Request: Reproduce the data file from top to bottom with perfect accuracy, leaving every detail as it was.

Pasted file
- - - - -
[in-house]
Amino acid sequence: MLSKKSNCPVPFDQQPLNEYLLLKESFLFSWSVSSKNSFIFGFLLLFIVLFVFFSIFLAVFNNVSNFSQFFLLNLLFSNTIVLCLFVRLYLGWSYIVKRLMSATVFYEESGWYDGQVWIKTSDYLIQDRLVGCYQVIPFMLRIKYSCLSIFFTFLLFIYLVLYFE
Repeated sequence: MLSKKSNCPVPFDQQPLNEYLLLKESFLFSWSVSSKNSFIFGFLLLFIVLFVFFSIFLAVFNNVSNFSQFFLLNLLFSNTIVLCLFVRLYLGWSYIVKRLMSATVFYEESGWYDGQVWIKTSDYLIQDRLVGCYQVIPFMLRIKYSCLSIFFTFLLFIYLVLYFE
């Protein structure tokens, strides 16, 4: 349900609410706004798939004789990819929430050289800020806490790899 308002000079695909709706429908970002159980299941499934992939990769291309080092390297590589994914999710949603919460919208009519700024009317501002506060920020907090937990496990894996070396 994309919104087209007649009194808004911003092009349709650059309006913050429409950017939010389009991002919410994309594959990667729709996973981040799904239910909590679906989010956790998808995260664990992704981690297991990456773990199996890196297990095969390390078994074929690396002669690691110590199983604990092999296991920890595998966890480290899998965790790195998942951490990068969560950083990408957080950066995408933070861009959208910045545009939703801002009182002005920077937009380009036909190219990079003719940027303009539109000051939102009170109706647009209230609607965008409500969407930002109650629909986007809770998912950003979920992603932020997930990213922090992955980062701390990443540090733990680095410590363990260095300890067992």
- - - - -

[in-house]
Amino acid sequence: MLSKKSNCPVPFDQQPLNEYLLLKESFLFSWSVSSKNSFIFGFLLLFIVLFVFFSIFLAVFNNVSNFSQFFLLNLLFSNTIVLCLFVRLYLGWSYIVKRLMSATVFYEESGWYDGQVWIKTSDYLIQDRLVGCYQVIPFMLRIKYSCLSIFFTFLLFIYLVLYFE
Repeated sequence: MLSKKSNCPVPFDQQPLNEYLLLKESFLFSWSVSSKNSFIFGFLLLFIVLFVFFSIFLAVFNNVSNFSQFFLLNLLFSNTIVLCLFVRLYLGWSYIVKRLMSATVFYEESGWYDGQVWIKTSDYLIQDRLVGCYQVIPFMLRIKYSCLSIFFTFLLFIYLVLYFE
């Protein structure tokens, strides 16, 4: 349900609410706004798939004789990819929430050289800020806490790899 308002000079695909709706429908970002159980299941499934992939990769291309080092390297590589994914999710949603919460919208009519700024009317501002506060920020907090937990496990894996070396 994309919104087209007649009194808004911003092009349709650059309006913050429409950017939010389009991002919410994309594959990667729709996973981040799904239910909590679906989010956790998808995260664990992704981690297991990456773990199996890196297990095969390390078994074929690396002669690691110590199983604990092999296991920890595998966890480290899998965790790195998942951490990068969560950083990408957080950066995408933070861009959208910045545009939703801002009182002005920077937009380009036909190219990079003719940027303009539109000051939102009170109706647009209230609607965008409500969407930002109650629909986007809770998912950003979920992603932020997930990213922090992955980062701390990443540090733990680095410590363990260095300890067992």